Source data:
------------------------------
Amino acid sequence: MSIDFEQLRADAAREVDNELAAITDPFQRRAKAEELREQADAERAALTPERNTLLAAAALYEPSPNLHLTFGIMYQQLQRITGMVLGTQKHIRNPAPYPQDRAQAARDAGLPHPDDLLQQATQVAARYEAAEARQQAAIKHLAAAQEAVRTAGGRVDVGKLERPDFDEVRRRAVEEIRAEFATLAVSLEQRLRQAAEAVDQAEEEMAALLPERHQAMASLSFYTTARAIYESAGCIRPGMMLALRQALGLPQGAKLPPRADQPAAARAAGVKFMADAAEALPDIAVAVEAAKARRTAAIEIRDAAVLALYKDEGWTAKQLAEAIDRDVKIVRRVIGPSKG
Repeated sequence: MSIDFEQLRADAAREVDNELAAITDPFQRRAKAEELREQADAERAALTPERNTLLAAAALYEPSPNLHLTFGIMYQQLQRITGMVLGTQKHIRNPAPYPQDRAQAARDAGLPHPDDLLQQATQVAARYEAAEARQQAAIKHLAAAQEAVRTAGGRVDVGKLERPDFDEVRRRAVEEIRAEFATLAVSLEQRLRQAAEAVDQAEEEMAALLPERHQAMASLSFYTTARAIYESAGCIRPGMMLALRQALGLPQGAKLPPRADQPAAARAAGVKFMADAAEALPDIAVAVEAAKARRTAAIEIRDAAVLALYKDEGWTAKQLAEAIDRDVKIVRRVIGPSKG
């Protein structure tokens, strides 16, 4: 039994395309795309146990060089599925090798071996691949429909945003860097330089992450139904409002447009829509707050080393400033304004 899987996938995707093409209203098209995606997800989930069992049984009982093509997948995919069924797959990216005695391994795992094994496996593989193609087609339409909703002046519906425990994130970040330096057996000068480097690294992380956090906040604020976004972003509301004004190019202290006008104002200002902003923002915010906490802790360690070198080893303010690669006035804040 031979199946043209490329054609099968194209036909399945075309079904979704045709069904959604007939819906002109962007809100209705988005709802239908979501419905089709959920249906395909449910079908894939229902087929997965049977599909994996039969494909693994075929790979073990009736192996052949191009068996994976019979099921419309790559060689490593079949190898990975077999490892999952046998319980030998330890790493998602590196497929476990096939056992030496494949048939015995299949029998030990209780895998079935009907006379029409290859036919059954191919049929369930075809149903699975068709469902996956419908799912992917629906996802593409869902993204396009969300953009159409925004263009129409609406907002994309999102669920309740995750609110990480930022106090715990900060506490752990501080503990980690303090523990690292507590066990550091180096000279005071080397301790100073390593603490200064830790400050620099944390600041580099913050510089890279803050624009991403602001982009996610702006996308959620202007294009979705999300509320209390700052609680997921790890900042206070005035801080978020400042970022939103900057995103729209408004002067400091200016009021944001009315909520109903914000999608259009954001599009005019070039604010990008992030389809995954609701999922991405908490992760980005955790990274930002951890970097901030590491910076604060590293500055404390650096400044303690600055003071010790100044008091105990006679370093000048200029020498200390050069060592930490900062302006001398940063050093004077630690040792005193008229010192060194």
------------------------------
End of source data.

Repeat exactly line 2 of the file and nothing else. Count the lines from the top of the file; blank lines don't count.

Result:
Repeated sequence: MSIDFEQLRADAAREVDNELAAITDPFQRRAKAEELREQADAERAALTPERNTLLAAAALYEPSPNLHLTFGIMYQQLQRITGMVLGTQKHIRNPAPYPQDRAQAARDAGLPHPDDLLQQATQVAARYEAAEARQQAAIKHLAAAQEAVRTAGGRVDVGKLERPDFDEVRRRAVEEIRAEFATLAVSLEQRLRQAAEAVDQAEEEMAALLPERHQAMASLSFYTTARAIYESAGCIRPGMMLALRQALGLPQGAKLPPRADQPAAARAAGVKFMADAAEALPDIAVAVEAAKARRTAAIEIRDAAVLALYKDEGWTAKQLAEAIDRDVKIVRRVIGPSKG